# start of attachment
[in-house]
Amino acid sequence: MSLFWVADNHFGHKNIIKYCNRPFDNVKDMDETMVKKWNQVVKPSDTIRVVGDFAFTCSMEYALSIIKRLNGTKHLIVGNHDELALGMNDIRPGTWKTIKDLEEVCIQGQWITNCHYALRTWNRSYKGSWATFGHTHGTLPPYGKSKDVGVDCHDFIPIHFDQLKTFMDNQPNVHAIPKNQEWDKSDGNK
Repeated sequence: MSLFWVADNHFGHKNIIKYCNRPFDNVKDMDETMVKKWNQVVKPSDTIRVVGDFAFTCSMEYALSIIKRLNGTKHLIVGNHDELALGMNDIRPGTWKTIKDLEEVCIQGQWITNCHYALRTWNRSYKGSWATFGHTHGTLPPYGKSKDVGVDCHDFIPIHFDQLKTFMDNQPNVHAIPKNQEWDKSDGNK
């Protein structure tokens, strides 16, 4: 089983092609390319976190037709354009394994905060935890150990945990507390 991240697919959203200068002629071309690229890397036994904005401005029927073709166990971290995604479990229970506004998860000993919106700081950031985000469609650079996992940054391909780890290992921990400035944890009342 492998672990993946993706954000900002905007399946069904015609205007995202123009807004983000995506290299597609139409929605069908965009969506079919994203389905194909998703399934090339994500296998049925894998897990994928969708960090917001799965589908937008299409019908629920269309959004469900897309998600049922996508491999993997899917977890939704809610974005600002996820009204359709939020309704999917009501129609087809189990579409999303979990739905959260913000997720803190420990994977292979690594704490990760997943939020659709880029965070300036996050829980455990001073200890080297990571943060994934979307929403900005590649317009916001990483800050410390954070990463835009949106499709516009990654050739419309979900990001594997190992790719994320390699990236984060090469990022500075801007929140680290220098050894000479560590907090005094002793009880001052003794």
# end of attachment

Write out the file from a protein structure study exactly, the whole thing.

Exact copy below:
[in-house]
Amino acid sequence: MSLFWVADNHFGHKNIIKYCNRPFDNVKDMDETMVKKWNQVVKPSDTIRVVGDFAFTCSMEYALSIIKRLNGTKHLIVGNHDELALGMNDIRPGTWKTIKDLEEVCIQGQWITNCHYALRTWNRSYKGSWATFGHTHGTLPPYGKSKDVGVDCHDFIPIHFDQLKTFMDNQPNVHAIPKNQEWDKSDGNK
Repeated sequence: MSLFWVADNHFGHKNIIKYCNRPFDNVKDMDETMVKKWNQVVKPSDTIRVVGDFAFTCSMEYALSIIKRLNGTKHLIVGNHDELALGMNDIRPGTWKTIKDLEEVCIQGQWITNCHYALRTWNRSYKGSWATFGHTHGTLPPYGKSKDVGVDCHDFIPIHFDQLKTFMDNQPNVHAIPKNQEWDKSDGNK
């Protein structure tokens, strides 16, 4: 089983092609390319976190037709354009394994905060935890150990945990507390 991240697919959203200068002629071309690229890397036994904005401005029927073709166990971290995604479990229970506004998860000993919106700081950031985000469609650079996992940054391909780890290992921990400035944890009342 492998672990993946993706954000900002905007399946069904015609205007995202123009807004983000995506290299597609139409929605069908965009969506079919994203389905194909998703399934090339994500296998049925894998897990994928969708960090917001799965589908937008299409019908629920269309959004469900897309998600049922996508491999993997899917977890939704809610974005600002996820009204359709939020309704999917009501129609087809189990579409999303979990739905959260913000997720803190420990994977292979690594704490990760997943939020659709880029965070300036996050829980455990001073200890080297990571943060994934979307929403900005590649317009916001990483800050410390954070990463835009949106499709516009990654050739419309979900990001594997190992790719994320390699990236984060090469990022500075801007929140680290220098050894000479560590907090005094002793009880001052003794």